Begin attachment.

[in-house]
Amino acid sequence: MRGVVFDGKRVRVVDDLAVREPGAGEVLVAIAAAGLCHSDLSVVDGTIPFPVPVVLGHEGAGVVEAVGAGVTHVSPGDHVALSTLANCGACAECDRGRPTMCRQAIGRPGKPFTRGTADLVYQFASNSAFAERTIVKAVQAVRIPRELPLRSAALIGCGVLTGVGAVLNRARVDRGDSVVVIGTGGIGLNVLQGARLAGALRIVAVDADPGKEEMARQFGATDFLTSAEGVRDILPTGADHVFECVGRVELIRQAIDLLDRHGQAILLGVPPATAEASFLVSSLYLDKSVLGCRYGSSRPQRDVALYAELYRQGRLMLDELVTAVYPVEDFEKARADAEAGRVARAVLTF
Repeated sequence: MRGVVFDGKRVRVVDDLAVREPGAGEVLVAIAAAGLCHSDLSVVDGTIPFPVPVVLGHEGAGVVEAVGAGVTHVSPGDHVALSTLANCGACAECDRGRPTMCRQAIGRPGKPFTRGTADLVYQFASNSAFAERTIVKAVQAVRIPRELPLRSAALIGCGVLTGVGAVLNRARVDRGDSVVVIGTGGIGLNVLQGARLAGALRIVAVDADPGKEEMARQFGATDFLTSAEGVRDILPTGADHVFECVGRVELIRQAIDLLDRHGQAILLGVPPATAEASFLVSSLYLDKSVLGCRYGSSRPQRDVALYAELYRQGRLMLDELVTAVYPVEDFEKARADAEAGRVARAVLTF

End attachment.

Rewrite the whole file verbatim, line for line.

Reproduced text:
[in-house]
Amino acid sequence: MRGVVFDGKRVRVVDDLAVREPGAGEVLVAIAAAGLCHSDLSVVDGTIPFPVPVVLGHEGAGVVEAVGAGVTHVSPGDHVALSTLANCGACAECDRGRPTMCRQAIGRPGKPFTRGTADLVYQFASNSAFAERTIVKAVQAVRIPRELPLRSAALIGCGVLTGVGAVLNRARVDRGDSVVVIGTGGIGLNVLQGARLAGALRIVAVDADPGKEEMARQFGATDFLTSAEGVRDILPTGADHVFECVGRVELIRQAIDLLDRHGQAILLGVPPATAEASFLVSSLYLDKSVLGCRYGSSRPQRDVALYAELYRQGRLMLDELVTAVYPVEDFEKARADAEAGRVARAVLTF
Repeated sequence: MRGVVFDGKRVRVVDDLAVREPGAGEVLVAIAAAGLCHSDLSVVDGTIPFPVPVVLGHEGAGVVEAVGAGVTHVSPGDHVALSTLANCGACAECDRGRPTMCRQAIGRPGKPFTRGTADLVYQFASNSAFAERTIVKAVQAVRIPRELPLRSAALIGCGVLTGVGAVLNRARVDRGDSVVVIGTGGIGLNVLQGARLAGALRIVAVDADPGKEEMARQFGATDFLTSAEGVRDILPTGADHVFECVGRVELIRQAIDLLDRHGQAILLGVPPATAEASFLVSSLYLDKSVLGCRYGSSRPQRDVALYAELYRQGRLMLDELVTAVYPVEDFEKARADAEAGRVARAVLTF